Laniakea: Our home supercluster,
Laniakea super-galactic cluster, Nature
link to Youtube for those unable to see embedded video.
Wow, this is the kind of article that causes me to space out - way out, like totally out of this world and quite a few others as well. James Cave writes a galactic mind-stretcher of an article in, New Galaxy Map Relocates The Milky Way To A Ginormous Supercluster Called Laniakea, which tells us how astronomers have greatly expanded our three-dimensional star maps analyzing the motion of 8,000 neighboring galaxies to discover we are part of a different super-galactic structure than we previously thought.
It turns out we are part of the Laniakean super-cluster not the super-cluster of Virgo.
Until now, the Milky Way was believed to be one galaxy in the 2,000 that make up what's known as the Virgo "supercluster." But as the new map shows, the Milky Way's 100 billion stars are actually part of something 100 times bigger: a supercluster of galaxies astronomers have christened Laniakea, meaning "immense heavens" in the Hawaiian language.
Laniakea spans some 520 million light-years across. As you might imagine, all those stars contain a lot of mass. In fact, astronomers say the supercluster is as massive as 100 million billion suns.
"We have finally established the contours that define the supercluster of galaxies we can call home," lead researcher R. Brent Tully, an astronomer at the University of Hawaii at Manoa, said in a written statement. "This is not unlike finding out for the first time that your hometown is actually part of much larger country that borders other nations."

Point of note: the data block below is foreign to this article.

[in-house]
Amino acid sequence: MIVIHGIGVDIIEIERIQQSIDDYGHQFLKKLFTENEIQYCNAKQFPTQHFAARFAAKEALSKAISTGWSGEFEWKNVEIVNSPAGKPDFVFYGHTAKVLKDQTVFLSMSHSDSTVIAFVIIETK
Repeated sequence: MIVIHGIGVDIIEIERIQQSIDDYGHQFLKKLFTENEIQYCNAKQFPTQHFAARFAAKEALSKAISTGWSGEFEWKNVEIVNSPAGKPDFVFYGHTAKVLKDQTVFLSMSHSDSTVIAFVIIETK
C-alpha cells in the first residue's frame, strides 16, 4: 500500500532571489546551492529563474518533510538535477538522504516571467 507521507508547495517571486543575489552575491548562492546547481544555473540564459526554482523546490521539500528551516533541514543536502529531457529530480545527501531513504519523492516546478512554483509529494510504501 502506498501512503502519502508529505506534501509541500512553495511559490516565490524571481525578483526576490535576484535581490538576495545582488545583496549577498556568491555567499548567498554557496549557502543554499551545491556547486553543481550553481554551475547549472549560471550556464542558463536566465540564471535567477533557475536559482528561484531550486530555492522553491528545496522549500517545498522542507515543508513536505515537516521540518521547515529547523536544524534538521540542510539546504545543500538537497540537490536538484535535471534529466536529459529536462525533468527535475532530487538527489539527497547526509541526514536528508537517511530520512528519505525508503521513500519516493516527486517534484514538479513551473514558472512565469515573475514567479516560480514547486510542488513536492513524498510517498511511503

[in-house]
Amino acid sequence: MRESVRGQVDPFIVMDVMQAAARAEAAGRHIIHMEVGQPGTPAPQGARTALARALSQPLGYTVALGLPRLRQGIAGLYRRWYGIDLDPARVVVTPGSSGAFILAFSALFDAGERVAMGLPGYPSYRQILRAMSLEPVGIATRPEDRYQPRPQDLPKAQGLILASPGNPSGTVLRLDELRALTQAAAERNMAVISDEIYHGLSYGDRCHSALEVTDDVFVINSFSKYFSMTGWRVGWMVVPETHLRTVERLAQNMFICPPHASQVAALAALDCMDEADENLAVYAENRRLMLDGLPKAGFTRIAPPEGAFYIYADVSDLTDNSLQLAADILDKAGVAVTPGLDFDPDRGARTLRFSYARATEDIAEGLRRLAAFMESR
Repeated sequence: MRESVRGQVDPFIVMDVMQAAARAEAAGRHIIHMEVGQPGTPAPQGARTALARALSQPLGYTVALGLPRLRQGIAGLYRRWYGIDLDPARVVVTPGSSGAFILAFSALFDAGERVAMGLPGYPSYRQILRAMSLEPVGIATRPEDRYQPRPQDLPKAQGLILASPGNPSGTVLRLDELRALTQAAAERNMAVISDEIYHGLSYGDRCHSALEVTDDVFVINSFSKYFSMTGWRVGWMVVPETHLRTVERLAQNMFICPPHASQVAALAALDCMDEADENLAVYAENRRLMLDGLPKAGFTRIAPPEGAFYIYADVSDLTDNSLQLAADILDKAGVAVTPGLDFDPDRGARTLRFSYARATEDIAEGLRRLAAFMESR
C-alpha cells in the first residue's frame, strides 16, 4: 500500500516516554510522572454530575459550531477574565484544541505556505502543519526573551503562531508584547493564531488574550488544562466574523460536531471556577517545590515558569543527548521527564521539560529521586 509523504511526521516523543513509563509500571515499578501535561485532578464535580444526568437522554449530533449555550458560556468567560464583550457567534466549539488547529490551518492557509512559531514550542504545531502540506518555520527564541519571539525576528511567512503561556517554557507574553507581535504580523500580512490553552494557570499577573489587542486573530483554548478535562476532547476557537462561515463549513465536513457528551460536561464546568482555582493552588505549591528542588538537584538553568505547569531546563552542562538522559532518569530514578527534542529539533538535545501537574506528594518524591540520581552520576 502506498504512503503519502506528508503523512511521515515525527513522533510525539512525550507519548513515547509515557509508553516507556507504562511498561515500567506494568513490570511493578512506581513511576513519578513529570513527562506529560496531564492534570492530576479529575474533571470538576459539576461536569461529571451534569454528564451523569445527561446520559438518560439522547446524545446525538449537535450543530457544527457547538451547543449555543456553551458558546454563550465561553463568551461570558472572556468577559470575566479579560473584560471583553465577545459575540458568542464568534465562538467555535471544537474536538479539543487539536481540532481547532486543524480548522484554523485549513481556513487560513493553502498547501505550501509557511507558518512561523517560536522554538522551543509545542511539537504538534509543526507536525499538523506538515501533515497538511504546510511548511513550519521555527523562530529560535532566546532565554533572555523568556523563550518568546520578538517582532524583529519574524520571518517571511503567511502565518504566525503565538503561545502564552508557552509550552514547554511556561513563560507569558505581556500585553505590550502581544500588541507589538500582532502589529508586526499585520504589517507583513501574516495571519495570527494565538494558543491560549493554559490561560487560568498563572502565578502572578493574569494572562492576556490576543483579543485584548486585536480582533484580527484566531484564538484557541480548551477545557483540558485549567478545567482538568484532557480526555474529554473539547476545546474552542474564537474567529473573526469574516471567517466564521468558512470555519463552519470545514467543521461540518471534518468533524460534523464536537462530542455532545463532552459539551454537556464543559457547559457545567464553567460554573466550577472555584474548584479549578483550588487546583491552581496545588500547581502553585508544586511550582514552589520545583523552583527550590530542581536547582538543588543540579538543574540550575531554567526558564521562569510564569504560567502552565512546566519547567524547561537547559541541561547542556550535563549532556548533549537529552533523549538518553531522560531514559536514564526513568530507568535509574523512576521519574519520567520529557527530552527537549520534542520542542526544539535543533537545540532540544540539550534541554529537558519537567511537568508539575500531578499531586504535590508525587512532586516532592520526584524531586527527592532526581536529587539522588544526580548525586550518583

This is one of those rare times when if someone used the adjective "massive" to mean enormous that would actually be correct in both senses of the word. Laneakea contains as much mass as 100 million billion suns.
Or, as Carl Sagan used to say more vividly, we are part of a star system of "billions and billions" of stars. Humorously, stretched out the vowels to make sure people caught how much larger "biiiillions and biiiillions," are than our simple human brains can imagine.
Although, now we can see that even Carl Sagan vastly underestimated the numbers of stars just in the "nearby" or our universe. 102 * 106 * 109 = 1017 which is a hundred quadrillion stars, (U.S. Short Scale. Just an order of magnitude short of a Quintillion, 10182
If he were still alive I'm sure Carl Sagan would be greatly pleased about this.
So, Carl should have said "Quadrillions and Quadrillions" of stars just in our
"small" Laneakean super galactic cluster of the universe.
"Woof, woof!" (Or as some of those of us who have recently learned how to use HTML superscripts like to say, "woof2."
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